Brexit talks fail to make breakthrough on Irish backstop, says EU
EU chief negotiator Michel Barnier says discussions with UK ministers to resolve the deadlock are proving ‘difficult’.
The latest talks aimed at breaking the Brexit deadlock over the Northern Ireland backstop have failed to achieve a breakthrough, the European Commission has said.
The commission said there was still “no solution” to the impasse after the meeting on Tuesday in Brussels between the EU’s chief negotiator Michel Barnier and Attorney General Geoffrey Cox and Brexit Secretary Stephen Barclay.
The meeting took place as Theresa May prepared for next week’s crunch “meaningful vote” in the Commons on her Brexit Withdrawal Agreement.
The Prime Minister has said she wants legally binding changes to the backstop – intended to prevent the return of a hard border on the island of Ireland – to ensure the UK is not tied to EU rules indefinitely, in order to convince MPs to back her deal.
However, Mr Barnier told the weekly meeting of the College of Commissioners in Brussels that the negotiations were proving “difficult” and a way forward had not been found.
The commission’s chief spokesman Margaritis Schinas told reporters: “Michel Barnier was present and informed the commissioners that while the talks take place in a constructive atmosphere, discussions have been difficult.
“No solution has been identified at this point that is consistent with the Withdrawal Agreement, including the protocol on Ireland/Northern Ireland which, as you all know, will not be reopened.”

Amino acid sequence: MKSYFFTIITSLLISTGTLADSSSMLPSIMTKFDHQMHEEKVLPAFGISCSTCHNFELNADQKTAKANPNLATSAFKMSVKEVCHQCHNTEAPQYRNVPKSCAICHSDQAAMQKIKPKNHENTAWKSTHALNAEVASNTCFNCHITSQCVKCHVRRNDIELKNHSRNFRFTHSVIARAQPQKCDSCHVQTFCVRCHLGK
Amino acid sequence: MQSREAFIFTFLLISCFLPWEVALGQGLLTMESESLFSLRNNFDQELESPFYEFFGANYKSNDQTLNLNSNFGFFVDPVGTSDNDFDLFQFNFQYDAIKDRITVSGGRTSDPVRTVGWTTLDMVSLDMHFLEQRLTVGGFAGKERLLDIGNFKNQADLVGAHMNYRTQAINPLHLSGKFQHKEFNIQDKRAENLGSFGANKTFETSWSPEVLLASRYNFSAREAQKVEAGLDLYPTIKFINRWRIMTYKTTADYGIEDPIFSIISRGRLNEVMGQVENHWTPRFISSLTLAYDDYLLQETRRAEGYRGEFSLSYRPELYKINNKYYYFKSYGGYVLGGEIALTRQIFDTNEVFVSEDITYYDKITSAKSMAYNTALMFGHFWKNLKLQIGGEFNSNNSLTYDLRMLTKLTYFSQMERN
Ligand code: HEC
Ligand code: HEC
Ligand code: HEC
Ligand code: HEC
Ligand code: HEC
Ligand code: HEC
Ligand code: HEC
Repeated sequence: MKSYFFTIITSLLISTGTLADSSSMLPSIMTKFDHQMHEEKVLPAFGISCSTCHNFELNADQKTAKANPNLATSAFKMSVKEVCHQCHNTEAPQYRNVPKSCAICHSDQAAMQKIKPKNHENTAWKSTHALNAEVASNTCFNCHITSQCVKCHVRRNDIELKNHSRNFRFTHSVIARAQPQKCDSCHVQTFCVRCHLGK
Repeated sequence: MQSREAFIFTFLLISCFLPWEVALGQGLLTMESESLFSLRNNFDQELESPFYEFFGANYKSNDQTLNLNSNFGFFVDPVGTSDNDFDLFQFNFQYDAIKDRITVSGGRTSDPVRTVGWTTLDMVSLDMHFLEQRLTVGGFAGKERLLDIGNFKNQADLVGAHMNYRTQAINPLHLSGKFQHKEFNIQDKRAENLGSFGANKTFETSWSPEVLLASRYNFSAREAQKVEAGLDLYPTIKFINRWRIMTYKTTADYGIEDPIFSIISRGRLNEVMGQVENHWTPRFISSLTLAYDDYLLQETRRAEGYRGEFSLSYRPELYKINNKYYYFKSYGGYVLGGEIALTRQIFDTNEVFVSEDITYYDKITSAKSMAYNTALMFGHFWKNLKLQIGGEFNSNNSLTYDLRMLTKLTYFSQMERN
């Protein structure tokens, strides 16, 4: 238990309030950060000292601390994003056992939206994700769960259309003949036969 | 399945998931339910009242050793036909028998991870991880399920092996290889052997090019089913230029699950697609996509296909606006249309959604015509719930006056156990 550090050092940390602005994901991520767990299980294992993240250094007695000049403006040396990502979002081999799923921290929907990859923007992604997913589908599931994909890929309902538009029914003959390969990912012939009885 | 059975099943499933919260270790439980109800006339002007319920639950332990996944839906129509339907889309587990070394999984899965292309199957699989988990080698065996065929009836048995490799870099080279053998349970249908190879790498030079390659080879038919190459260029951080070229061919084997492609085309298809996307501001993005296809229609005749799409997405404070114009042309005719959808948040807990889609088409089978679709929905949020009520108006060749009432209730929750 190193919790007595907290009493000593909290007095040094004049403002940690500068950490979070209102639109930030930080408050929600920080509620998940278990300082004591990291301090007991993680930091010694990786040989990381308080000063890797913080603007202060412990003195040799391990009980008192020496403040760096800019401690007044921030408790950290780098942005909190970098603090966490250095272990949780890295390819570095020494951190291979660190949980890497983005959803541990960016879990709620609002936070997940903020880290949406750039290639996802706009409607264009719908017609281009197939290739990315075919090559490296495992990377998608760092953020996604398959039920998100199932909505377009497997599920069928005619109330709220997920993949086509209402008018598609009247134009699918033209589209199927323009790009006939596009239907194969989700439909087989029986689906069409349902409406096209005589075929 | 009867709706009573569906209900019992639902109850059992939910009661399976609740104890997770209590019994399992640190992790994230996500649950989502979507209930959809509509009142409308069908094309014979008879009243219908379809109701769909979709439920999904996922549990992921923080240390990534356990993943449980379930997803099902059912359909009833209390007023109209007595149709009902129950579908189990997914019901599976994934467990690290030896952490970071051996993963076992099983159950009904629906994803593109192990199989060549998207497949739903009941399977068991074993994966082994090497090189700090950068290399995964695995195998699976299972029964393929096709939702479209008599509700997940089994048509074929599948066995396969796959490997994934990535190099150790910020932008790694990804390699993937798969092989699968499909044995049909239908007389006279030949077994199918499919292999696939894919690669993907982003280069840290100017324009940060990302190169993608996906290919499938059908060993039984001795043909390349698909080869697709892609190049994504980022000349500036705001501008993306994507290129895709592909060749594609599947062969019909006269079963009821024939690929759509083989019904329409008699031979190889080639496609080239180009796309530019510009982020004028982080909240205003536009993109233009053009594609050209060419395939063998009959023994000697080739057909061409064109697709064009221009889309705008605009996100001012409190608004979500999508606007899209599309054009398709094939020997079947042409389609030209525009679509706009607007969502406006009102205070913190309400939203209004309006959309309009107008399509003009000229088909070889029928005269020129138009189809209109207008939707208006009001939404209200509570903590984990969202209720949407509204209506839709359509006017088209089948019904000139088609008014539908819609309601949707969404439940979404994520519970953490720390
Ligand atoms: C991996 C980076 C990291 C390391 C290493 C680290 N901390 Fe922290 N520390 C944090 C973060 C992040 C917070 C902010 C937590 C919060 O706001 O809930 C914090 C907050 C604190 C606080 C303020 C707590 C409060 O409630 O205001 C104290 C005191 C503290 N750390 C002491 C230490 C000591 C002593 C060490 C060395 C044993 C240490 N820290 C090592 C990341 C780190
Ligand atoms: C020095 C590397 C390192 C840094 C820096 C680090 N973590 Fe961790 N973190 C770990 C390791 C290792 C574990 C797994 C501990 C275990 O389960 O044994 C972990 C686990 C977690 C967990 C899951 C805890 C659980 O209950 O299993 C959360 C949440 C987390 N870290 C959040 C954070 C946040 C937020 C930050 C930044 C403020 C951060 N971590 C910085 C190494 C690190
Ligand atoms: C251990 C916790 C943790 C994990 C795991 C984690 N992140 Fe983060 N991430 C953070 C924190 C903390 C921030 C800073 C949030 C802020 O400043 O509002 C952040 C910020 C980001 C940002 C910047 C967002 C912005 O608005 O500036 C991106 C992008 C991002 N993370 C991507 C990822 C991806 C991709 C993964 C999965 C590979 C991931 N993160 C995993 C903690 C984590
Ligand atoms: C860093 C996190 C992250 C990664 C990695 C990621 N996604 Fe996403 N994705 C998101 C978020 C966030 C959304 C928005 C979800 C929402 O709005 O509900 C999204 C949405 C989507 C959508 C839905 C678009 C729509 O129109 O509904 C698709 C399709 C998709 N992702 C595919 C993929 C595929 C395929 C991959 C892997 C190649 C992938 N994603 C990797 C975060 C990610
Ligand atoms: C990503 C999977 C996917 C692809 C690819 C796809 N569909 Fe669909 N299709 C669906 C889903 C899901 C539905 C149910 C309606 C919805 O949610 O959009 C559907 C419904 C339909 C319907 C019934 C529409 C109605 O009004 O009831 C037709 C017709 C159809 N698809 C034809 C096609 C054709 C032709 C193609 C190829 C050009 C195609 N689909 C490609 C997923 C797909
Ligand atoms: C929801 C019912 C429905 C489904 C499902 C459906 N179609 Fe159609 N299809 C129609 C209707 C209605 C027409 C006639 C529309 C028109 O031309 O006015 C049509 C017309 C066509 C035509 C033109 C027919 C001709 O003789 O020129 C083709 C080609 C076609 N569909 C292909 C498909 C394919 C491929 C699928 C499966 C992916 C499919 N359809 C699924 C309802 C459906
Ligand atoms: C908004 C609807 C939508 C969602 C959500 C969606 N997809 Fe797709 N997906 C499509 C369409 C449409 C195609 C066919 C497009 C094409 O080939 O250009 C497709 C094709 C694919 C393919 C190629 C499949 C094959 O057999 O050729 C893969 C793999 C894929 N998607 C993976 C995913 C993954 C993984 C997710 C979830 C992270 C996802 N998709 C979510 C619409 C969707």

Meanwhile, International Trade Secretary Liam Fox has refused to rule out backing a no-deal Brexit if the Withdrawal Agreement is voted down by MPs next week.
Dr Fox, who campaigned for Leave in the 2016 referendum, told the Commons International Trade Committee that no-deal was “hugely sub-optimal, compared to getting a deal”.
But asked whether the Government would back no-deal in the vote scheduled for the following day if the agreement fails, he said: “Potentially all things are possible.”
With Tory Brexiteers still refusing to commit to voting for the agreement, ministers have acknowledged they may need the support of opposition MPs if the deal is to get through Parliament on Tuesday.
However the latest attempt to win over wavering Labour MPs with new measures to protect workers’ rights outside the EU has met with a dismissive response from trade unions.
Under the proposals, MPs will be allowed to vote on whether to take new EU workplace rules, rather than them being automatically written into UK law.
However union leaders warned the measures will risk UK employees’ rights falling behind those in neighbouring countries.
Trades Union Congress general secretary Frances O’Grady said the announcement was “blatant window dressing” that left protections under threat.
“Working people need a cast-iron, legal guarantee that rights like these will be safe after Brexit, and that guarantee should be written into the deal,” she said.